Matt Mazzarell '13

Matt Mazzarell ’13

In the year since Matt Mazzarell ’13 graduated from the College of Charleston, he has helped to increase the effectiveness of MRI machines and developed a way to predict the failure of computer hard drives. Not a bad year.

As a data scientist, Fortune 500 companies give Mazzarell ridiculous amounts of data that he analyzes and turns into future predictions.

See more posts in the I Want Your Job series, which features Q&A sessions with recent College of Charleston graduates in exceptional positions all over the world.


Q: How would you describe your job?

A: I work for Teradata in the Big Data Practice.

Teradata is the leader in data warehousing and analytic solutions for enterprise-level companies. I use their products to solve difficult problems for our clients that can only be solved by analyzing very large datasets. Very large means terabytes and petabytes of data – billions of records.

We use statistical techniques to make sense of this data. We also use subject matter knowledge from our clients and our own intuition to find things that they never knew were there, like banking fraud and problems with customer experience in websites.

Q: What kind of companies have you worked with?

A: Right now, I’m in Texas working with AT&T. I’ve done a couple of projects with Dell (computers), including predicting when hard drives will fail. A hard drive failure is catastrophic for the user, so we used sensor data to determine indicators and predict what circumstances might result in a failure.

I also did a project for GE Healthcare looking at all their MRI data to determine the likelihood of problems with the machines – like if machines in a certain area are more likely to have a certain problem. Predicting MRI failure could save millions of dollars in repair costs for hospitals around the world, as well as for GE Healthcare.

Mazzarell, who lives in New Orleans, at Mardi Gras

Mazzarell, who lives in New Orleans, at Mardi Gras

Q: What is your favorite part about your job?

A: Watching our clients’ faces light up when they discover new insights about their company/customers/process. I love helping them solve those problems that they have been trying to solve for years.

I also really like consulting. I work for different companies all over the U.S. That’s really exciting to me. This weekend, since I’m in Texas, I’m going to extend my trip to catch an NFL game in AT&T Stadium.

Q: How did you get this position?

A: When I was a senior, I reached out to a friend, Ewan Oglethorpe ’12, that I played club lacrosse with at the College. I asked him about his job, and he recommended me for a position with his company, Teradata.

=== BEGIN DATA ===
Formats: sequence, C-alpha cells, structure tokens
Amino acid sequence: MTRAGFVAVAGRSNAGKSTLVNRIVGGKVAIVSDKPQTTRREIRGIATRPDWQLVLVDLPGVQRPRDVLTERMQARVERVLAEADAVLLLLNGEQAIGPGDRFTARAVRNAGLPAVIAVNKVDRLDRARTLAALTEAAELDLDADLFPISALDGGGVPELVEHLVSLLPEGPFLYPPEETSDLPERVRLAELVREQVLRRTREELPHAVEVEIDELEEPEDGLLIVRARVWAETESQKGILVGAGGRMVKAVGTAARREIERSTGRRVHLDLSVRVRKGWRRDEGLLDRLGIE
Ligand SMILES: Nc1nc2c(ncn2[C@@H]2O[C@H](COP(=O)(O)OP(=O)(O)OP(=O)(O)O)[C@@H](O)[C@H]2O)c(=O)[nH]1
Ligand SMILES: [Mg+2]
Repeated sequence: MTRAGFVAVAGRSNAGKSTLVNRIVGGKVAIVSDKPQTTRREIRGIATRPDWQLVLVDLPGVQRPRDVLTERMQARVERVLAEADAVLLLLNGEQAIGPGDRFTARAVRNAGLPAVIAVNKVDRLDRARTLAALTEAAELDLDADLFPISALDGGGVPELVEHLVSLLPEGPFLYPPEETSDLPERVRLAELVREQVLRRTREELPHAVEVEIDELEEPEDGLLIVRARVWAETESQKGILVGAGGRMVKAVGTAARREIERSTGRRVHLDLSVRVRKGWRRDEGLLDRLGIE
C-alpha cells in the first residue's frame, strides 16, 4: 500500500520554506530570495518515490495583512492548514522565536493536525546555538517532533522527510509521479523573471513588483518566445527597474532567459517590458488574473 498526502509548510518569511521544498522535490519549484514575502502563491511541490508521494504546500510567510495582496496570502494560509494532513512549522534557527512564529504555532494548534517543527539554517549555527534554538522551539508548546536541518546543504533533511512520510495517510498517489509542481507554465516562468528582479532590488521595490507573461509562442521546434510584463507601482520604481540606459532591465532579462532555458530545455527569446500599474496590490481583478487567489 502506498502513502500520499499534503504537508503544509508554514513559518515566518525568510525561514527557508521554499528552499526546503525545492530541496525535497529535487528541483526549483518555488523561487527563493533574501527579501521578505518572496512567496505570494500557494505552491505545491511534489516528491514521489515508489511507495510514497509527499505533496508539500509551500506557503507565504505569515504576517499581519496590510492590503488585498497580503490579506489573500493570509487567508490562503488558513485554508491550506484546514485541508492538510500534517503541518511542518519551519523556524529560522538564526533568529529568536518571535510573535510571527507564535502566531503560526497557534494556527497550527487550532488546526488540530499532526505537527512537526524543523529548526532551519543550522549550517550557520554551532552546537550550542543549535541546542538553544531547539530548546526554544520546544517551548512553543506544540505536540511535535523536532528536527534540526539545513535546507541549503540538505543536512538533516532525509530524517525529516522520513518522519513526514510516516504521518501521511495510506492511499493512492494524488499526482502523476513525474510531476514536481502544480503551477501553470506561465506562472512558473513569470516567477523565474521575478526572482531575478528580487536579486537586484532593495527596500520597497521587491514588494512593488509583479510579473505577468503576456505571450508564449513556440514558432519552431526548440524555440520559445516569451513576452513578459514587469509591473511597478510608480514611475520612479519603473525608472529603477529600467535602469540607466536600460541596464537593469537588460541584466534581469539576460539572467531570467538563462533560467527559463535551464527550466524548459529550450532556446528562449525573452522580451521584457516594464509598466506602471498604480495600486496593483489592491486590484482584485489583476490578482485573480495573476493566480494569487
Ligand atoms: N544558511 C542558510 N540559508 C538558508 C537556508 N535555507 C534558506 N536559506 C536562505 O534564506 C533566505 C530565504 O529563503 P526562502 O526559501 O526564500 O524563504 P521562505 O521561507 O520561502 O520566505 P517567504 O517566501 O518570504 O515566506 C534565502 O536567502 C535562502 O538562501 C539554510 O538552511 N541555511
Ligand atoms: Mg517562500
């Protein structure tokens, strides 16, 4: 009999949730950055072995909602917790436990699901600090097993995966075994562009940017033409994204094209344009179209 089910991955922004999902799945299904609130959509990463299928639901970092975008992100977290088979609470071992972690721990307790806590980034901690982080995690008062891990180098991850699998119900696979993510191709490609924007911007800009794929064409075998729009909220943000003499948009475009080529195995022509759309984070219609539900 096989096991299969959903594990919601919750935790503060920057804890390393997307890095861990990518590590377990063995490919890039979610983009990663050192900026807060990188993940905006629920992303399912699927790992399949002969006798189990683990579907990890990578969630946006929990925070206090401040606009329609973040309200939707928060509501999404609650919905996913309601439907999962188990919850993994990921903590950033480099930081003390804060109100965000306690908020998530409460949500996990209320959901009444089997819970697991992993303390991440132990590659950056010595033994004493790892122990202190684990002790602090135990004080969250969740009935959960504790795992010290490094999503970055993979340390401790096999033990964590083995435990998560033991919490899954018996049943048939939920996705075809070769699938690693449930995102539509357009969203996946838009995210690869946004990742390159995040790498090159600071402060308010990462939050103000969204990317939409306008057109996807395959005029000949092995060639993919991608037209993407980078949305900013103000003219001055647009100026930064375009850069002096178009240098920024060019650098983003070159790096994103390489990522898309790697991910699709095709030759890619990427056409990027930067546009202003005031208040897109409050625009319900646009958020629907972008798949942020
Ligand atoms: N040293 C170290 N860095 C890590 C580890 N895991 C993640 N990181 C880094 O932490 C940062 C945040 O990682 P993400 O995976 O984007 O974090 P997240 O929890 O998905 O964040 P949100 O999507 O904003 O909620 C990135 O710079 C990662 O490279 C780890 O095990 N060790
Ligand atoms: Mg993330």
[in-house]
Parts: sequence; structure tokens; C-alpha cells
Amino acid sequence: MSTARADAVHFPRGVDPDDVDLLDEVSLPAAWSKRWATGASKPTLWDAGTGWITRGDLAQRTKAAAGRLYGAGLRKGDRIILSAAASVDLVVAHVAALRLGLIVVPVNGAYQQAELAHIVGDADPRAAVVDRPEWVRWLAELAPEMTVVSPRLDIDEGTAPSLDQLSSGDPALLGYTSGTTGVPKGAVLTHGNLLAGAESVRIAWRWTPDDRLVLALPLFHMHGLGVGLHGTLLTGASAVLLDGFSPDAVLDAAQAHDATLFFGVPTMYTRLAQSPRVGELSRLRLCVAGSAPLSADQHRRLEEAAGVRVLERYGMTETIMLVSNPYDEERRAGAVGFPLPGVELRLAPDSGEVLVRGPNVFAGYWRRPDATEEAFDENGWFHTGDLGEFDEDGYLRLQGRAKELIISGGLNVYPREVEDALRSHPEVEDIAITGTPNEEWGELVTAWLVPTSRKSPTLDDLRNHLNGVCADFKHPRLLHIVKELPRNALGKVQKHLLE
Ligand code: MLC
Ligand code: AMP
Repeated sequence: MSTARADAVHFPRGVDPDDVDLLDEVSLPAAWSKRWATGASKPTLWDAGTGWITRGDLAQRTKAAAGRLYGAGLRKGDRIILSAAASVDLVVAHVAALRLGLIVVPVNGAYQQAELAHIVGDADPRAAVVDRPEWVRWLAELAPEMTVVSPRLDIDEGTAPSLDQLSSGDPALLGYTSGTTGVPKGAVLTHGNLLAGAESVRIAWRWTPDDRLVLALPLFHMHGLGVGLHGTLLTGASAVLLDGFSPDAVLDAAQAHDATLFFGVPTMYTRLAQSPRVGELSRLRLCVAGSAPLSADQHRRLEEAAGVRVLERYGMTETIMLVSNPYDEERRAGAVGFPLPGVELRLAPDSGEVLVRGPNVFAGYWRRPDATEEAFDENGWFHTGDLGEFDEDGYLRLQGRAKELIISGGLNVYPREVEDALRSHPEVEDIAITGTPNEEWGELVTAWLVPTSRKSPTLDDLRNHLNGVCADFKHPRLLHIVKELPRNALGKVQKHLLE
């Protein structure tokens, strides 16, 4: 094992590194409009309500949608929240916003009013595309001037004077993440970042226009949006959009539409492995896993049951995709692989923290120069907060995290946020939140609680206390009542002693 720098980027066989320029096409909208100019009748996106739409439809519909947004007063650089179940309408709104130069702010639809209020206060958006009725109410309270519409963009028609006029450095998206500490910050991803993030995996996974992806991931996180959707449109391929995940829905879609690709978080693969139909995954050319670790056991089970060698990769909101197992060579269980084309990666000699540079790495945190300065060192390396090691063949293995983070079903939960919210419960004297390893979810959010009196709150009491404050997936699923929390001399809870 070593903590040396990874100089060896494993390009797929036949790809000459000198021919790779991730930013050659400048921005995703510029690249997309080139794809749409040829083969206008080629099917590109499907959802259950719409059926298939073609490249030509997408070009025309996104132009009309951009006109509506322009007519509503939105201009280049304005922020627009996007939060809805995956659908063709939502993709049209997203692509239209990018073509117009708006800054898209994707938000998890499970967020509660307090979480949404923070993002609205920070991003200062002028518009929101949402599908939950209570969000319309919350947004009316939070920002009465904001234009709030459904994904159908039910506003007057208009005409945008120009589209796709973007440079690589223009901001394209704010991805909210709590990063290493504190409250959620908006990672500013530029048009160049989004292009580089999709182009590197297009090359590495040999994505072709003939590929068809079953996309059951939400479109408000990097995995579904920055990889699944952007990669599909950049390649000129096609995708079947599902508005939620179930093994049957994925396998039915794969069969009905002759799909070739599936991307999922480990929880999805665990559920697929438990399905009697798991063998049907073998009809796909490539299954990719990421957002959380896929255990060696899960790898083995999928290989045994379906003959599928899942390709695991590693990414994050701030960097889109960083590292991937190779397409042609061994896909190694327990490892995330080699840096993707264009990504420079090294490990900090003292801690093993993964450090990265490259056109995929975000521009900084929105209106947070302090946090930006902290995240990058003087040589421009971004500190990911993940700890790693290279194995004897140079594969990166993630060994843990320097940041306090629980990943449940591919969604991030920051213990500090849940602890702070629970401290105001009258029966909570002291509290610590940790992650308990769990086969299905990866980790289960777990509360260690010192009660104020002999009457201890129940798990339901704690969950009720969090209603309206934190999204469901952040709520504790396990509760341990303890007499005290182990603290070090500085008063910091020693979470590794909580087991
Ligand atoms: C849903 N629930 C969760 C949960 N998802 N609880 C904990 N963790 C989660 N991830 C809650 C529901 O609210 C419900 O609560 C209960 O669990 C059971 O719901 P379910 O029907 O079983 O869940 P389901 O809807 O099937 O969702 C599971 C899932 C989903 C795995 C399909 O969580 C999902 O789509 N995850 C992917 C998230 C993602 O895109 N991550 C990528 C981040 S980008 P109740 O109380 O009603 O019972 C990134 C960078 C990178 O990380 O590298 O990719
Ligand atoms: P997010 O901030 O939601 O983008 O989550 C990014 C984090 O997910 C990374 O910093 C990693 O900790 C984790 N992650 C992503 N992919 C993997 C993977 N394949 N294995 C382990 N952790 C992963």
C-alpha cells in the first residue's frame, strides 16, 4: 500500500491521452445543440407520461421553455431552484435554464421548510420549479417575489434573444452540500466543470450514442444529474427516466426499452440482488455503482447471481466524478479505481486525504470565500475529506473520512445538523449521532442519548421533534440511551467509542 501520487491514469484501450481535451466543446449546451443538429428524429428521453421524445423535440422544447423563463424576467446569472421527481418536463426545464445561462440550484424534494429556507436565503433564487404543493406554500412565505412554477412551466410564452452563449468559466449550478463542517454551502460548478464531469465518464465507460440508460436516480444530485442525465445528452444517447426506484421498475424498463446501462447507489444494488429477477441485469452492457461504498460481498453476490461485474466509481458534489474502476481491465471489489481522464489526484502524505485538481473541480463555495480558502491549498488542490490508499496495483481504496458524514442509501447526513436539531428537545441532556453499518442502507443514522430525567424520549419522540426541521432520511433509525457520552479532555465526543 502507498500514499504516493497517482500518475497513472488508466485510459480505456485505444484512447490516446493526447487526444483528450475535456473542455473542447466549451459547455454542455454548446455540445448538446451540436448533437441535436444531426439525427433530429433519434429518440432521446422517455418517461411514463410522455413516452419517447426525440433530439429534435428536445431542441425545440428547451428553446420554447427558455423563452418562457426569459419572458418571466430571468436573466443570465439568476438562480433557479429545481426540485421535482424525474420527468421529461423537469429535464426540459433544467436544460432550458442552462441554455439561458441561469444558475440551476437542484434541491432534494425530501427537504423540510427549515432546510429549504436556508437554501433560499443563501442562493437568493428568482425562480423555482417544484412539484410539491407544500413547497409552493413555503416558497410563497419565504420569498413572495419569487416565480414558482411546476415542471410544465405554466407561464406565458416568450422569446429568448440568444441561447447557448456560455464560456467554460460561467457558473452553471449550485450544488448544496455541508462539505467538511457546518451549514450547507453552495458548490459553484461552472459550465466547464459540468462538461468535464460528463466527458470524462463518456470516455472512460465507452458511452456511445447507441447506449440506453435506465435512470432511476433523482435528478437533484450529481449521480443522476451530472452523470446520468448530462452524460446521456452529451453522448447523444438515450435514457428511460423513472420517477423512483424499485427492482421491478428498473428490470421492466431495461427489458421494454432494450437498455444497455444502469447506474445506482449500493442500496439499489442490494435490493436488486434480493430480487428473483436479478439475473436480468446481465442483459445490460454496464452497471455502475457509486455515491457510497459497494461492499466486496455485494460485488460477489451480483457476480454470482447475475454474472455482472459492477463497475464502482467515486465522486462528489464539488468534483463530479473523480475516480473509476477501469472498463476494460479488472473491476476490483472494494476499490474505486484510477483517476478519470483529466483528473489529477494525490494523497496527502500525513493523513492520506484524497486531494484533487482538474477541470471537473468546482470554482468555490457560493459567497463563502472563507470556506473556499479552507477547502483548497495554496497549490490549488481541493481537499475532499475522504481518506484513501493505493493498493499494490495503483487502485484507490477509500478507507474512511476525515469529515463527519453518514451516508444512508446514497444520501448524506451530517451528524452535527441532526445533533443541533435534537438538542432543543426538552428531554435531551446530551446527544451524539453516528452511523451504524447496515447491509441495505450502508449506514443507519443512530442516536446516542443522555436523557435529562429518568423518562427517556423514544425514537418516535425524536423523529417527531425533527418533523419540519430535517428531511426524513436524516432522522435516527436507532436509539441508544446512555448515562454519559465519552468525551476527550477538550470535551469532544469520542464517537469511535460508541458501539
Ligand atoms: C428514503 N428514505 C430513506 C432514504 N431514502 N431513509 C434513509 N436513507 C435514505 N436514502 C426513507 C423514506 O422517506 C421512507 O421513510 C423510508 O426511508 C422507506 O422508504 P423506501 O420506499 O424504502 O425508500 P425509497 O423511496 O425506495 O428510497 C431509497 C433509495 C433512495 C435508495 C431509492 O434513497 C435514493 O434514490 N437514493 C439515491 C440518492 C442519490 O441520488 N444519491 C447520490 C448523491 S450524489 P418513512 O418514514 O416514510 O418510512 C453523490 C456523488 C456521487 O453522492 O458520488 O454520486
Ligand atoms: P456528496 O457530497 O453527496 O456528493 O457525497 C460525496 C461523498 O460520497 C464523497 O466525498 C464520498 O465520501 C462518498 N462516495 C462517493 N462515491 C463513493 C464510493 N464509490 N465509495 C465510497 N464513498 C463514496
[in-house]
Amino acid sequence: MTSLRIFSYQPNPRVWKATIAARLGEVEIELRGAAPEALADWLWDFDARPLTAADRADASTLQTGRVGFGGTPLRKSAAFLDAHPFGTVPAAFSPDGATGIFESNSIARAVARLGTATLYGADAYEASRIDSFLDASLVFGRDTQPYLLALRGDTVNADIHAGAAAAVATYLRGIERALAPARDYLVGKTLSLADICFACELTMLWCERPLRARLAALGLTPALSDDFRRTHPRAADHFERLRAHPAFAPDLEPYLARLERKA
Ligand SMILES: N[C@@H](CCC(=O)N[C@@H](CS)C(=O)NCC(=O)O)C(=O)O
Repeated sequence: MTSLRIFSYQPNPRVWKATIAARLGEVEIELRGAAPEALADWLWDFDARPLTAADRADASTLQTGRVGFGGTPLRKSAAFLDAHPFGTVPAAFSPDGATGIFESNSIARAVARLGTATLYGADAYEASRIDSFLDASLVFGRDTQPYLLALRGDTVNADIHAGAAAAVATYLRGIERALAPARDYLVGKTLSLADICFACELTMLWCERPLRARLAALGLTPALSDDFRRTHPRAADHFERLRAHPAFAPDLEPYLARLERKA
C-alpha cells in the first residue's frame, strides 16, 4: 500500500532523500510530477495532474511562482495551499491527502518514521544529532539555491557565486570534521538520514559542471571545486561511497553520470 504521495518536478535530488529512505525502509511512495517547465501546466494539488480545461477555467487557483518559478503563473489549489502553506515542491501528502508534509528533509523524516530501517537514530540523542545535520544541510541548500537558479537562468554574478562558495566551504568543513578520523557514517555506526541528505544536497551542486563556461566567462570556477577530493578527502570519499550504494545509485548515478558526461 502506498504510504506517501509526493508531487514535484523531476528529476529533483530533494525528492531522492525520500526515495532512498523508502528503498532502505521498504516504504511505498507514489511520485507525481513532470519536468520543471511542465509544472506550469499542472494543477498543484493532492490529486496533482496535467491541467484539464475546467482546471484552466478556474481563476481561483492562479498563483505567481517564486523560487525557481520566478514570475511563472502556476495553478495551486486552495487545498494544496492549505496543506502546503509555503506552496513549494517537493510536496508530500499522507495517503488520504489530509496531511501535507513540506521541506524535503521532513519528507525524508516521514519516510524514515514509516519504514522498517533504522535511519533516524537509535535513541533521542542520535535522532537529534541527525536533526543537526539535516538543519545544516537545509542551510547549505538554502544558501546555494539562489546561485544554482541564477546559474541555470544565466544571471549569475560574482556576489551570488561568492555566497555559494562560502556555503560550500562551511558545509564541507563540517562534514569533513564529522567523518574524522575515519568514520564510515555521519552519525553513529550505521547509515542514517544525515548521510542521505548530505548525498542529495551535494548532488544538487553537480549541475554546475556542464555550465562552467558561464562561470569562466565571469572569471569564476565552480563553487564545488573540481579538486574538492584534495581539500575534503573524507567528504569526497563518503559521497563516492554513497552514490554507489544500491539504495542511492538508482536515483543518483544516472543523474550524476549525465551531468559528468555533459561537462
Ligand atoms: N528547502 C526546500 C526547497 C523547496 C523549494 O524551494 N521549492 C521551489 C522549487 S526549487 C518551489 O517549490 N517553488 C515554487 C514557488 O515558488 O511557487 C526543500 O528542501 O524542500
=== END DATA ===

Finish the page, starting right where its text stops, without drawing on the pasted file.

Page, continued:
RELATED: Watch a video of Oglethorpe talking about his job.

Q: What did you do as a student that helped you to get this job?

A: I had two great internships in the Charleston area at BoomTown and AECOM. Without the internships and experience it wouldn’t have been possible to get this job.

RELATED: Two College of Charleston students turn internships to jobs at BoomTown.

I also got to know my professors really well and Chris Starr helped me to get both internships – having a professor recommend you can be huge for convincing people to take an intern.

Get involved – playing on the club lacrosse team helped me maintain a great work-life balance. I was also a founding father of Beta at the College and had the fortune of meeting a brother in the Charleston area who had sold his tech company to Microsoft for more than $75 million.

Lastly, attend Bar Camp CHS and Dig South.

Q: How did you get interested in data science?

A: When I was a freshman, it looked like the coolest thing – even five years ago, it was clearly the next big thing.

I like it because it’s not just programming and computer science, it is intuition and human behavior analysis and statistics.

Q: What is your big career goal or dream?

A: To create my own start up company or obtain a leadership position in data science for a great organization.

Q: What advice would you offer current students?

A: Work hard so your professors see you’re learning and will offer opportunities when they come up. Explore the connections that your teachers have within the industry and let them know that you are exploring the possibility of internships. Do your best to return the favor by recommending other grads for jobs that are available within your organization.

RELATED: See Matt Mazzarell in College of Charleston Magazine.